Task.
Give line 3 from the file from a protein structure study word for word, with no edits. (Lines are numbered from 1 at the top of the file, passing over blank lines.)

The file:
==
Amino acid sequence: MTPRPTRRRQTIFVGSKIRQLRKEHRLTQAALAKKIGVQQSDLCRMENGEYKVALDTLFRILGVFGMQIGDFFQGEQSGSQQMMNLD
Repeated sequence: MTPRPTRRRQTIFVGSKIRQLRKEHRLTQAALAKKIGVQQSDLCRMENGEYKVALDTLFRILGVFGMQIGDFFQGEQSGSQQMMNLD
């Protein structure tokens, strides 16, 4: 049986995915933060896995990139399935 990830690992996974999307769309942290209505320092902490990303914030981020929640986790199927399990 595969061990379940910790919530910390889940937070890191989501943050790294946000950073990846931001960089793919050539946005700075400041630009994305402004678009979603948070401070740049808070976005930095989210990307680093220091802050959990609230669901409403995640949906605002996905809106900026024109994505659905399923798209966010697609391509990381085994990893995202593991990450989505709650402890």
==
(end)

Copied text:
């Protein structure tokens, strides 16, 4: 049986995915933060896995990139399935 990830690992996974999307769309942290209505320092902490990303914030981020929640986790199927399990 595969061990379940910790919530910390889940937070890191989501943050790294946000950073990846931001960089793919050539946005700075400041630009994305402004678009979603948070401070740049808070976005930095989210990307680093220091802050959990609230669901409403995640949906605002996905809106900026024109994505659905399923798209966010697609391509990381085994990893995202593991990450989505709650402890």